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Sensory Deficit Mind Map.jpg

This clinical mind map is almost identical to the clinical mind map on weakness, minus a few diagnoses which cause motor-only weakness, such as ALS and myopathies. This clinical mind map can be used in a similar fashion as the weakness mind map, with some exceptions. Since the patient presentation is a sensory deficit, a clinician must first ask questions to clarify the nature of the deficit. Almost no patient will state the chief complaint as “I have a sensory deficit.” Instead, most patients will use phrases such as “I feel numb,” “I have tingling in such and such area,” “I feel pins and needles in my feet,” or even “I have balance issues.” Almost all of these phrases point out a sensory deficit for which this clinical mind map can be used. A clinician might think that balance problems are not necessarily a sensory deficit, and that is true. Most balance problems are multi-factorial. One of these factors is joint position sense or proprioception, as an appropriate amount of proprioception is required for balance. Since proprioception is one of the components of sensory faculties and is mediated by sensory (dorsal spinal column) pathways, a defect in this sensory pathway can lead to the lack of balance and falls. So, when patients complain about frequent falls or lack of balance, finding out where the primary pathology lies can become a challenge, especially if the problem is multi-factorial. After taking an appropriate history, including the frequency and mechanism of falls, one of the ways for a clinician to determine if the sensory system or dorsal spinal column is involved is to do a physical exam. The chief complaints for the patient presentation of sensory deficit include 1) numbness, 2) tingling, and 3) balance or falls related to balance, which is related to dorsal spinal column. After a clinician has clarified the exact nature and type of the deficit, probable diagnoses must be considered, and it is usually easy to narrow the list of differentials early in the process because most patients will include information about the extent and location of sensory deficit when describing their chief complaint. Urgent and emergent situations can be addressed by reviewing vitals and appearance and asking about the duration or acuteness of symptoms and any toxic exposure. Life-threatening diagnoses corresponding to urgent/emergent situations are GBS, Spinal Cord Lesions, and CVA, including intracranial infarction and hemorrhage. The process of weighing can be performed by asking diagnoses specific or focused follow up questions. The main high yield questions are the location, duration, and pattern (fluctuating or not). Finally, anchor bias must be removed by asking additional questions. A physical exam and pertinent diagnostic tests help arrive at the final diagnosis.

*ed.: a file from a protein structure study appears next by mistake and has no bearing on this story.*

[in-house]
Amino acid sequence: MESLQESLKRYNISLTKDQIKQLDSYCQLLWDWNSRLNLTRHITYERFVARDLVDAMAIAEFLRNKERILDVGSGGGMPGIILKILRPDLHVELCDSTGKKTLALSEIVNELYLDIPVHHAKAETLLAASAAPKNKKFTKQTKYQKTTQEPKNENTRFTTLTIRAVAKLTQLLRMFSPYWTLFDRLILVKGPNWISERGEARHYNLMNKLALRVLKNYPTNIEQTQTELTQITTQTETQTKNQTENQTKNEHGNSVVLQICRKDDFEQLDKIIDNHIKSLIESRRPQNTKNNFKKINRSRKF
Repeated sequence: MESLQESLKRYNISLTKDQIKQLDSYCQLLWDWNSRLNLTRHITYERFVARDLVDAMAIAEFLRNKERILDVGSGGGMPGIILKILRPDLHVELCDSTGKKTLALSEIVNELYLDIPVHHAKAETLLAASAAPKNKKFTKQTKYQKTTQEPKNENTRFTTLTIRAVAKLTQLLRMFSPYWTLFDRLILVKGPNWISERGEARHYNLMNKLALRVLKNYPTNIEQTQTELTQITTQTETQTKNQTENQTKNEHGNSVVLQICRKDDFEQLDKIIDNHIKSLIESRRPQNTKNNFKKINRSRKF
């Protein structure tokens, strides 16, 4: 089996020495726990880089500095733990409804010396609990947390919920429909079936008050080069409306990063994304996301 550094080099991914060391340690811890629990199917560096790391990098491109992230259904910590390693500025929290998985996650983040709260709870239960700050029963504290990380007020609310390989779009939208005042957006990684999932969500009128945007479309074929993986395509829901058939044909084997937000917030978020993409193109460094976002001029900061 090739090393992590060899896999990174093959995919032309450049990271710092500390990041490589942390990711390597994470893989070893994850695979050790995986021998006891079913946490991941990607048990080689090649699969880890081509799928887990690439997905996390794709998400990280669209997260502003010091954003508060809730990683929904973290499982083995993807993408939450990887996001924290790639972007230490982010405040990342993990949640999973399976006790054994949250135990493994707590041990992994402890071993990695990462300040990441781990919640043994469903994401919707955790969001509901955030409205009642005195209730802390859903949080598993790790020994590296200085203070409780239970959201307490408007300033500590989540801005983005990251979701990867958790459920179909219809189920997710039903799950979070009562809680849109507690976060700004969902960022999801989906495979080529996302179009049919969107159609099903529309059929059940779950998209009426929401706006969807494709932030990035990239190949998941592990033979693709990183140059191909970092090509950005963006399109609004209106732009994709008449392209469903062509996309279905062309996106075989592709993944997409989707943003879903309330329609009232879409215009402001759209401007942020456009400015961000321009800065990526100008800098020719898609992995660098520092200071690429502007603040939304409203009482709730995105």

A helpful mnemonic to remember differential diagnoses on this mind map is to think 3/3/1 meaning 3 conditions related to central nervous system, 3 to peripheral nerves and 1 other.

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